Rape Is Not about Sex, It is about Control.


Rape trauma syndrome (RTS) is the psychological trauma experienced by a rape victim that includes disruptions to normal physical, emotional, cognitive, and interpersonal behavior.

The theory was first described by psychiatrist ANN W Burgess and sociologist Lynda Lytle Holmstrom in 1974. 

RTS is a cluster of psychological and physical signs, symptoms and reactions common to most rape victims immediately following and for months or years after a rape. While most research into RTS has focused on female victims, sexually abused males (whether by male or female perpetrators) also exhibit RTS symptoms. 

RTS paved the way for consideration of (PTSD) post-traumatic stress disorder, which can more accurately describe the consequences of serious, protracted trauma than PTSD alone.

 The symptoms of RTS and post-traumatic stress syndrome overlap. As might be expected, a person who has been raped will generally experience high levels of distress immediately afterward. These feelings may subside over time for some people; however, individually each syndrome can have long devastating effects on rape victims and some victims will continue to experience some form of psychological distress for months or years. It has also been found that rape survivors are at high risk for developing substance use disorders, major depression, generalized anxiety disorder, obsessive-compulsive disorder, and eating disorders. 

RTS identifies three stages of trauma a rape survivor goes through: the acute stage, the outer adjustment stage, and the renormalization stage.


Acute stageThe acute stage occurs in the days or weeks after a rape. Durations vary as to the amount of time the victim may remain in the acute stage. The immediate symptoms may last a few days to a few weeks and may overlap with the outward adjustment stage.

 Behavior present in the acute stage can include:

·         Diminished alertness.

·         Numbness. Severe Anxiety.

·         Dulled sensory, affective and memory functions.

·         Disorganized thought content.

·         Vomiting

·         Nausea.

·         Pronounced internal tremor.

·         Obsession to wash or clean themselves.

·          Confusion and crying.

·         Bewilderment.

 The outward adjustment stage

Survivors in this stage seem to have resumed their normal lifestyle. However, they simultaneously suffer profound internal turmoil, which may manifest in a variety of ways as the survivor copes with the long-term trauma of a rape.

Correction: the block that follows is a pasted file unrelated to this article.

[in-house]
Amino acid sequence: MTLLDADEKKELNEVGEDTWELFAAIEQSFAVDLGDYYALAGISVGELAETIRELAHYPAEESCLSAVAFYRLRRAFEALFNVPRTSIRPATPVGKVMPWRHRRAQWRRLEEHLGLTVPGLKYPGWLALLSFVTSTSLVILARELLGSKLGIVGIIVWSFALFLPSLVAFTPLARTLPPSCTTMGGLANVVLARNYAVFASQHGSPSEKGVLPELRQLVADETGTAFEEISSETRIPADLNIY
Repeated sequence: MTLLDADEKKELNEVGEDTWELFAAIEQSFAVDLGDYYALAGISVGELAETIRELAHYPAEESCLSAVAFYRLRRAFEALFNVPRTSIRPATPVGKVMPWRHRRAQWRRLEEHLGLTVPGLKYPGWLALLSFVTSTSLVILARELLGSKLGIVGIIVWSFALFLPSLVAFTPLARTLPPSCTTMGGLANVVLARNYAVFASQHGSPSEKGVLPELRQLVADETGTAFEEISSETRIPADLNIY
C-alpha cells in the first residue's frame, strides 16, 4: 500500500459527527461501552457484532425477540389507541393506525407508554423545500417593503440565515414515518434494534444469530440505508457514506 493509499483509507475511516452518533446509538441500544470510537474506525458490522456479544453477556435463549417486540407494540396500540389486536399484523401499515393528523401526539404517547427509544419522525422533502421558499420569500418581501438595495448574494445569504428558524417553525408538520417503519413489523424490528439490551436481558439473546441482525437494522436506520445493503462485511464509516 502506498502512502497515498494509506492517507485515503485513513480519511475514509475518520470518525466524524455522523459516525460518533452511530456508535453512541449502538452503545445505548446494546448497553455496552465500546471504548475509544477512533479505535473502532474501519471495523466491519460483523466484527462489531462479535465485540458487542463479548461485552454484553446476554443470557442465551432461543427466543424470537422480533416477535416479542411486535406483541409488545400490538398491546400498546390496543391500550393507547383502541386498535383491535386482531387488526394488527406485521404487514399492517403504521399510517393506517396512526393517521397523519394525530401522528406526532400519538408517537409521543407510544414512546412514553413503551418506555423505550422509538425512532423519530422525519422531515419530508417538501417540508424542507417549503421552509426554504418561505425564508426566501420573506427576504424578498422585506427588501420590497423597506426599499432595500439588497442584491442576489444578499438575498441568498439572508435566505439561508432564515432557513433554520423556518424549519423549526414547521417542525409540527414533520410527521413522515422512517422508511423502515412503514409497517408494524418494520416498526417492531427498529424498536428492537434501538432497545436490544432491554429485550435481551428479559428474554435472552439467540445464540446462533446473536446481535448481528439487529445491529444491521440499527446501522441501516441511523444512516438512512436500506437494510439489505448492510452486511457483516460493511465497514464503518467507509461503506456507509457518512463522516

The outward adjustment stage may last from several months to many years after a rape.

RAINN identifies five main coping strategies during the outward adjustment phase:

·         Pretending ‘everything is fine’-Minimization.

·         Cannot stop talking about the assault-Dramatization.

·         Refuses to discuss the rape-Suppression

·         Analyzes what happened-Explanation

·         Moves to a new home or city, alters appearance-Flight.


Survivors in this stage can have their lifestyle affected in some of the following ways:

·         Their sense of personal security or safety is damaged.

·         They feel hesitant to enter new relationships.

·         Sexual relationships become disturbed.] Many survivors have reported that they were unable to re-establish normal sexual relations and often shied away from sexual contact for some time after the rape. Some report inhibited sexual response and flashbacks to the rape during intercourse.

·         Conversely, some rape survivors become hypersexual or promiscuous following sexual attacks, sometimes as a way to reassert a measure of control over their sexual relations.


Reorganization stage-

·         May return to emotional turmoil

·         The return of emotional pain can extremely frighten people in this stage.

·         Fears and phobias may develop. They may be related specifically to the assailant or the circumstances or the attack or they may be much more generalized.

·         Appetite disturbances such as Nausea and vomiting. Rape survivors are also prone to developing eating disorders.

·         Nightmares, night terrors feel like they plague the victim.

·         Violent fantasies of revenge may also arise.

The renormalization stage

In this stage, the survivor begins to recognize his or her adjustment phase.

During renormalization, survivors integrate the sexual assault into their lives so that the rape is no longer the central focus of their lives; negative feelings such as Guilt and shame become resolved, and survivors no longer blame themselves for the attack.


After reading the article, you know about pain , the rape  victim has to undergo.

Just demand Death sentence for rapist .

if you  have any question ,let me know .



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